The Refugee Educators' Network, Inc. began as the Education Subcommittee of the Sacramento Area Refugee Forum in the early 1980s. Since then, REN members have developed a collection of books, videos, magazines, and artifacts, have sponsored 14 conferences, and have published books and 22 volumes of Context: Newcomers in California’s Classrooms.
With the support of the Central Valley Foundation, we developed a literacy kit for teaching the White Hmong language, with books that can printed and used for free, from any computer in the world.
Visit our partner's site to learn more about meds from France and Italia. Acquista online cialis generique contro l'impotenza.
After the arrival of refugees from the former Soviet Union, REN turned its attention to supporting the communities in their efforts to provide mother tongue literacy instruction to their children. Heritage language programs for Ukrainian and Russian were the first, then Armenian (for a few years), and most recently, Spanish.
(For an overview of refugees and immigrants in Rancho Cordova, click here.)
The identification of essential reading vocabulary help new English learners focus on the the words that appear most frequently in any reading material. The first 1,000 words of the General Service List make up 75% or more of any reading material. We named these words "Threshold Vocabulary" and used them as a focus for learning.
On the first day of school, 1979, the principal of my school in Rancho Cordova called me over, and as I approached, I saw a clutch of scared Asian children hiding behind him. All the regular classroom teachers were standing on the blacktop, heading up orderly lines of 34 children, waiting for the morning bell to ring. As a resource teacher who worked with groups of struggling learners in a pull-out program, I didn't have 34 children assigned to me on that first day.
These six children, the principal informed me, would be in my first pull-out group. I'd teach them English. There I stood, in front of a little line of six children, wondering who they were.
It turned out that these kids were refugees from Vietnam, part of the forty or so families housed in one of our crumbling apartment houses by Catholic Social Services. They were all fifth-graders, and had been bussed from their home schools to our school.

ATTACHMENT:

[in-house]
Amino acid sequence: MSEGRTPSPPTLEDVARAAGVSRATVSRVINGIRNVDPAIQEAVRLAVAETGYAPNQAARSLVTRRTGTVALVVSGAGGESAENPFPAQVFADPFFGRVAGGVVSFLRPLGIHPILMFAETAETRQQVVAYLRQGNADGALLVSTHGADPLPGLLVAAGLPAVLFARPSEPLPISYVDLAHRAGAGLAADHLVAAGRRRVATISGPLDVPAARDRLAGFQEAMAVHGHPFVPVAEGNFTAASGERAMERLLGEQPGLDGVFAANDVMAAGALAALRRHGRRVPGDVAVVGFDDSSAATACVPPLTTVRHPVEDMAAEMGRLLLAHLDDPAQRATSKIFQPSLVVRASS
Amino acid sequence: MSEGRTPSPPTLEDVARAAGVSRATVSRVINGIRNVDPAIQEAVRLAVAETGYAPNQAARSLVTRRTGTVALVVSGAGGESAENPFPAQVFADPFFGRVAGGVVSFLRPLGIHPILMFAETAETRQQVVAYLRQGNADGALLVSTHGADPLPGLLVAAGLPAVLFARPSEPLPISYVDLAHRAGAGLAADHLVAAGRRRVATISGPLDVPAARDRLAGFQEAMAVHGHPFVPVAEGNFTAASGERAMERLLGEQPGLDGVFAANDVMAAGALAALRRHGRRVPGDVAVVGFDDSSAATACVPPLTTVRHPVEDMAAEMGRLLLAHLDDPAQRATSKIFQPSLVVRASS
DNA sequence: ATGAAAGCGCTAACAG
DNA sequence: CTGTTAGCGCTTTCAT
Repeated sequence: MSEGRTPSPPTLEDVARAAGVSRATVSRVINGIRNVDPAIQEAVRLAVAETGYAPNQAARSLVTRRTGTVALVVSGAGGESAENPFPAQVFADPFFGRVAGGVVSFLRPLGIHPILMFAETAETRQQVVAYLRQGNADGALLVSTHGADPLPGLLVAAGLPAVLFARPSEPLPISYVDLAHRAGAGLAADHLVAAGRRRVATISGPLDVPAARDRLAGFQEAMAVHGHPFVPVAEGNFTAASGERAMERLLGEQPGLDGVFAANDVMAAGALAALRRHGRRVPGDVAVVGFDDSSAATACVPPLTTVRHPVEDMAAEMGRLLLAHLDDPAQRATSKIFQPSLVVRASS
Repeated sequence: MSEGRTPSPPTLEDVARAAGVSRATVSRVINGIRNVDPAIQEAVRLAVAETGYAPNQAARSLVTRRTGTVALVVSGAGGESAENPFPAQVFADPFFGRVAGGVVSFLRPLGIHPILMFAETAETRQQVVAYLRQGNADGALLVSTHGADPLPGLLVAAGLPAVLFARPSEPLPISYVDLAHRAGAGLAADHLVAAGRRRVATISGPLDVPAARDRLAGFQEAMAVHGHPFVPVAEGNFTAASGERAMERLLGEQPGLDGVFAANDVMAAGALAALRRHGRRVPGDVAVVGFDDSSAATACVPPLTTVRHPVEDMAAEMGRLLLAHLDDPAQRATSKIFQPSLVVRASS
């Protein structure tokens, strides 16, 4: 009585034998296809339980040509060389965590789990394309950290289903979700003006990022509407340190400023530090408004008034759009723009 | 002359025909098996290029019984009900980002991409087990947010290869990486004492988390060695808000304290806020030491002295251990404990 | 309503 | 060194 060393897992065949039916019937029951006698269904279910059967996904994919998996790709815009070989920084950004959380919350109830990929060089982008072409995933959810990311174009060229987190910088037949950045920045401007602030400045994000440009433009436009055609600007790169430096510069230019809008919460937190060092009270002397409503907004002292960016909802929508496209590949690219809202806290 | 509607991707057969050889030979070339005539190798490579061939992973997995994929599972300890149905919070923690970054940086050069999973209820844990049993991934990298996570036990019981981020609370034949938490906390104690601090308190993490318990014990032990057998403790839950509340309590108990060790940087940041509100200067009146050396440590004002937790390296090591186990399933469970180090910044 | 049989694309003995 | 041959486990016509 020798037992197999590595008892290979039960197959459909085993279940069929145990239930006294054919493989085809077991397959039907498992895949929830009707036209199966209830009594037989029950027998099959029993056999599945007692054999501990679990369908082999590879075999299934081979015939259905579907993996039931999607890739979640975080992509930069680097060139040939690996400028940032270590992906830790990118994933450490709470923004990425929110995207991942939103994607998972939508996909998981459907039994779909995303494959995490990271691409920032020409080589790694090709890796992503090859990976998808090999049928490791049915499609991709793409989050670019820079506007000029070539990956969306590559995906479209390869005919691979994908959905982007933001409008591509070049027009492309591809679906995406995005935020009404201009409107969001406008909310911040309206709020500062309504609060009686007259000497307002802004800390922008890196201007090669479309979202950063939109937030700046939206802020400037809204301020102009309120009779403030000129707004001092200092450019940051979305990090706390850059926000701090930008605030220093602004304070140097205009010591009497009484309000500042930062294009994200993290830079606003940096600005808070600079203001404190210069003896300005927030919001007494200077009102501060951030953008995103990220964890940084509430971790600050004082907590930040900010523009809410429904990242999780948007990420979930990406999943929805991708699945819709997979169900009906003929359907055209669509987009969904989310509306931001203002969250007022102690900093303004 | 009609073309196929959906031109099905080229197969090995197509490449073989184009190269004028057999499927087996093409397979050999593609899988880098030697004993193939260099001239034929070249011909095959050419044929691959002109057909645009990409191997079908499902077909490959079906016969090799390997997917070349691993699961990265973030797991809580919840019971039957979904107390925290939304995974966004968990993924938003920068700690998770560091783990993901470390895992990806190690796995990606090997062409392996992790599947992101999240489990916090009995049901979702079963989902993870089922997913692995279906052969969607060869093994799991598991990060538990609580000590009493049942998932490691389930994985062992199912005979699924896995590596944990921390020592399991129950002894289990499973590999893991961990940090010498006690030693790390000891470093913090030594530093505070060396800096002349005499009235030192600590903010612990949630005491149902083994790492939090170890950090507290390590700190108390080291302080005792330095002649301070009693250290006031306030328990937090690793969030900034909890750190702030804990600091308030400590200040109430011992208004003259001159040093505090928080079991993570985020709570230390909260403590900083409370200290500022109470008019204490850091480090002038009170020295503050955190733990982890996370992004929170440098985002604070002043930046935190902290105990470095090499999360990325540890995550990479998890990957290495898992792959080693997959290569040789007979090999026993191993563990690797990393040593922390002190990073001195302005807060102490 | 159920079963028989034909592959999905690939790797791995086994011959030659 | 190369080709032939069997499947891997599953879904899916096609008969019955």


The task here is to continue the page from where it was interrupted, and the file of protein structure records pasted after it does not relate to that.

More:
I remember two of them clearly.
Duc and Hai. Duc, a wisp of a boy, wore a woman's flowered polyester blouse and a pair of cartoon-figured pajama bottoms, with plastic thong sandals on his feet.
I looked at his name and toyed with its pronunciation: Duck? Duke? When I asked him his name (What-is-your-name? Loudly and slowly.), he responded with a familiar initial consonant phoneme, /d/, followed by a vowel that reminded me of my high school French class struggles with the vowel in "bleu." Duc. The final consonant wasn't really there, more of a stop to the flow of sound, not a crisply released /k/ that is part of English. I realized there were sounds in this boy's language that couldn't be spelled in English, and that I wasn't sure how to say his name.
Hai's name was easier: not "hay'' but "hi," a friendly hello. Since I knew "mai tai," I could relate to his name. Later I would learn that both names had distinctive tonal patterns that would have to be memorized, since English had no way to represent the tones that were as much a part of their names as the vowels and consonants.
Duc and Hai, and the other four children whose names I've forgotten, provided me with the beginning of anthropology in the schools. We all thought at the time that the presence of non-English-speaking Asian children in our schools was a temporary situation, not worth the investment of time or energy to design a program. Most of the Asian students left the district six or seven years later, to be replaced by new refugee children from the former Soviet Union. Different names, different alphabets, different ways. Many of the questions turned out to be the same.
The program we didn't design emerged.
(by Judy Lewis, Context 150)